The fourth count, directed solely against the Associations, alleged that settlement negotiations between the Association, the Recreation Association[2] and the Developer with respect to claims arising from the design and building of the "condominiums and the common elements" were near completion. The trial court sustained that part of the fourth count[3] that challenged the actions taken by both Associations on procedural and substantive grounds and permitted the plaintiffs to amend the complaint to express this clearly. This count, as subsequently amended by plaintiffs, charged that the proposed settlement was unreasonable, unlawful, and inadequate, that the Associations had breached their fiduciary duties and responsibilities to plaintiffs, and that the Developer, which at one time properly controlled the Associations, had continued unlawfully to exercise control and influence over the Associations. Moreover, the plaintiffs asserted that the Associations and the Developer were *375 settling claims pertaining to the individual units as well as the common elements.


The Legislature recognized a new form of ownership of real property in enacting the Condominium Act.[4]N.J.S.A. 46:8B-1 through -38. The Act requires the developer to execute and file a master deed describing the land, identifying the units, defining the common elements, and providing for an association of unit owners. The condominium property consists of the land and all improvements. N.J.S.A. 46:8B-3(i). The individual condominium purchaser owns his unit together with an undivided interest in common elements. Each unit is a separate parcel of real property which the owner may deal with "in the same manner as is otherwise permitted by law for any parcel of real property." N.J.S.A. 46:8B-4. The result is that the unit owner, having a fee simple title, enjoys exclusive ownership of his individual apartment or unit, while retaining an undivided interest as a tenant in common in the common facilities and grounds used by all the residents. Kerr, "Condominium Statutory Implementation," 38 St. Johns L.Rev. 1, 2 (1963); Berger, "Condominium: Shelter on a Statutory Foundation," 63 Colum.L.Rev. 987, 989 (1963); 15A Am.Jur.2d, Condominiums and Cooperative Apartments, § 1.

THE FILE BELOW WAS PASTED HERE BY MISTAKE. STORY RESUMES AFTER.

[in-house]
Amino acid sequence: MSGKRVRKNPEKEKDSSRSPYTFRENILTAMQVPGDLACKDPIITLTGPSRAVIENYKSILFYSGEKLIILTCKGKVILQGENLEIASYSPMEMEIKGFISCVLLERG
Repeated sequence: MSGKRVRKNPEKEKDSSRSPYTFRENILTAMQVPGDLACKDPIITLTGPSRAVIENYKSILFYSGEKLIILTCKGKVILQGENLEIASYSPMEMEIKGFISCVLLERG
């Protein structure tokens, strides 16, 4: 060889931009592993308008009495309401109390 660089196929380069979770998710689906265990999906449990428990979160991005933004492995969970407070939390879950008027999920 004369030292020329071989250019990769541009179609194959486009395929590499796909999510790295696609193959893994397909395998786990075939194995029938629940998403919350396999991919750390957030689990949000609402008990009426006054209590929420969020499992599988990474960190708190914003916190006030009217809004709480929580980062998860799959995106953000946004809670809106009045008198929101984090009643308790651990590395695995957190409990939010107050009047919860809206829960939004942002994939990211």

The Act also provides that the condominium will be administered and managed by the association. N.J.S.A. 46:8B-3(b); *376 46:8B-12. The business form of the association is unrestricted. N.J.S.A. 46:8B-12. The developer initially controls the association. When 25% of the units have been sold, the unit owners are entitled to elect at least 25% of the association's governing body. N.J.S.A. 46:8B-12.1(a). The unit owners' authority is increased to 40% when half of the units have been sold. When the unit owners own 75%, they are entitled to elect all the members of the governing body. N.J.S.A. 46:8B-12.1(a).[5] Once that occurs, the developer is required to "relinquish control of the association." N.J.S.A. 46:8B-12.1(d).

The association is charged with the "maintenance, repair, replacement, cleaning and sanitation of the common elements." N.J.S.A. 46:8B-14(a). The common elements are defined as follows:

"Common elements" means: (i) the land described in the master deed; (ii) as to any improvement, the foundations, structural and bearing parts, supports, main walls, roofs, basements, halls, corridors, lobbies, stairways, elevators, entrances, exits and other means of access, excluding any specifically reserved or limited to a particular unit or group of units; (iii) yards, gardens, walkways, parking areas and driveways, excluding any specifically reserved or limited to a particular unit or group of units; (iv) portions of the land or any improvement or appurtenance reserved exclusively for the management, operation or maintenance of the common elements or of the condominium property; (v) installations of all central services and utilities; (vi) all apparatus and installations existing or intended for common use; (vii) all other elements of any improvement necessary or convenient to the existence, management, operation, maintenance and safety of the condominium property or normally in common use; and (viii) such other elements and facilities as are designated in the master deed as common elements. [N.J.S.A. 46:8B-3(d)]